Forming nouns denoting female gender.
The suffix -ess has been used since the Middle Ages to form nouns denoting female persons, using a neutral or a male form as the base (as hostess and actress from host and actor, for example). Despite the apparent equivalence between the male and female pairs of forms, they are rarely equivalent in terms of actual use and connotation in modern English (consider the differences in meaning and use between manager and manageress or poet and poetess). In the late 20th century, as the role of women in society changed, some of these feminine forms became problematic and were seen as old-fashioned, sexist, and patronizing (e.g. poetess, authoress, editress). The ‘male’ form is increasingly being used as the ‘neutral’ form, where the gender of the person concerned is simply unspecified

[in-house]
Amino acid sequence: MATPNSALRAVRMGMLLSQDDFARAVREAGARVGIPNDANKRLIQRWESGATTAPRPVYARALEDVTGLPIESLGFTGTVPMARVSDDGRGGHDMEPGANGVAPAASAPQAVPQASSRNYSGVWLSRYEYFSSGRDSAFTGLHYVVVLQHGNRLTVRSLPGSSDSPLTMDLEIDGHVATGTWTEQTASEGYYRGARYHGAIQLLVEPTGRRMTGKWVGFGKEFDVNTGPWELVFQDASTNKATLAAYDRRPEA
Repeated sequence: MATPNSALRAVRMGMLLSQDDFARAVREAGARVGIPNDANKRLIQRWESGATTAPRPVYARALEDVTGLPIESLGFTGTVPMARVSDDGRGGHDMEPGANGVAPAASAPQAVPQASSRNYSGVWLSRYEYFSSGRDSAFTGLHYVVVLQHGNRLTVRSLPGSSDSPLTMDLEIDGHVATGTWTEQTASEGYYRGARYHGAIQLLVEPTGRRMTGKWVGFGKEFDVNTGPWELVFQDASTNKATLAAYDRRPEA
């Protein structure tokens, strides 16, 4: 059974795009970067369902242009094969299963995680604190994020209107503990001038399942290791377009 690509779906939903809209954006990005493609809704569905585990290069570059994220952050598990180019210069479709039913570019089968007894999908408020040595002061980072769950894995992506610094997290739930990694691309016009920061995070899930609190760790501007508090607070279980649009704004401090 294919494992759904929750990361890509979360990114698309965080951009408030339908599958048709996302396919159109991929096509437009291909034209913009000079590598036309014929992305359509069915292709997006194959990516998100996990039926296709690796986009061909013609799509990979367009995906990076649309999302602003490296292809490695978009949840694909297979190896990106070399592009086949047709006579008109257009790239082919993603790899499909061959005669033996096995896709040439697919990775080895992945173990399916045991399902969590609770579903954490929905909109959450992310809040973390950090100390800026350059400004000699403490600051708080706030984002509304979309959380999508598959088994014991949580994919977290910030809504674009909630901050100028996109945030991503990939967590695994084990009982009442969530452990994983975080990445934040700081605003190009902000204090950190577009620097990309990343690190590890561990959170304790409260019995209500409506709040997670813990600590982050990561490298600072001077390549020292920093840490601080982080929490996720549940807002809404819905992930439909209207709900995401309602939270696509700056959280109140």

From French -esse, via late Latin from Greek -issa.
Forming abstract nouns from adjectives, such as largess.
Middle English via French -esse from Latin -itia.